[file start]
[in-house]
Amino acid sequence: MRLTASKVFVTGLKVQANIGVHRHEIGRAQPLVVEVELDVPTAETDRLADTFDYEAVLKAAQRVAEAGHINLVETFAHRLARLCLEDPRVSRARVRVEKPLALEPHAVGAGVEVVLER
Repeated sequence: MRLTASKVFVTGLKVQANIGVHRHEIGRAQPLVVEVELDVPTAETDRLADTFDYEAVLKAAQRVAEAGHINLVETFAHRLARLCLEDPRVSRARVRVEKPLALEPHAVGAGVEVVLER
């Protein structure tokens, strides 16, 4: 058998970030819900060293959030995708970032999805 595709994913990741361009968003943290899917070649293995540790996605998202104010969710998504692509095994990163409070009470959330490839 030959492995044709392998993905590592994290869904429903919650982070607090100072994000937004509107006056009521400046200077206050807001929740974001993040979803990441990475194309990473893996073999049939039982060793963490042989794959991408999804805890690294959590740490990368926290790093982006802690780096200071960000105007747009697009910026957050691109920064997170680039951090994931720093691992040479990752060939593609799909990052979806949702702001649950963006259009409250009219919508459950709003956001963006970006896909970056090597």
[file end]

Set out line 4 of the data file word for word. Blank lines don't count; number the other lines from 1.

């Protein structure tokens, strides 16, 4: 058998970030819900060293959030995708970032999805 595709994913990741361009968003943290899917070649293995540790996605998202104010969710998504692509095994990163409070009470959330490839 030959492995044709392998993905590592994290869904429903919650982070607090100072994000937004509107006056009521400046200077206050807001929740974001993040979803990441990475194309990473893996073999049939039982060793963490042989794959991408999804805890690294959590740490990368926290790093982006802690780096200071960000105007747009697009910026957050691109920064997170680039951090994931720093691992040479990752060939593609799909990052979806949702702001649950963006259009409250009219919508459950709003956001963006970006896909970056090597």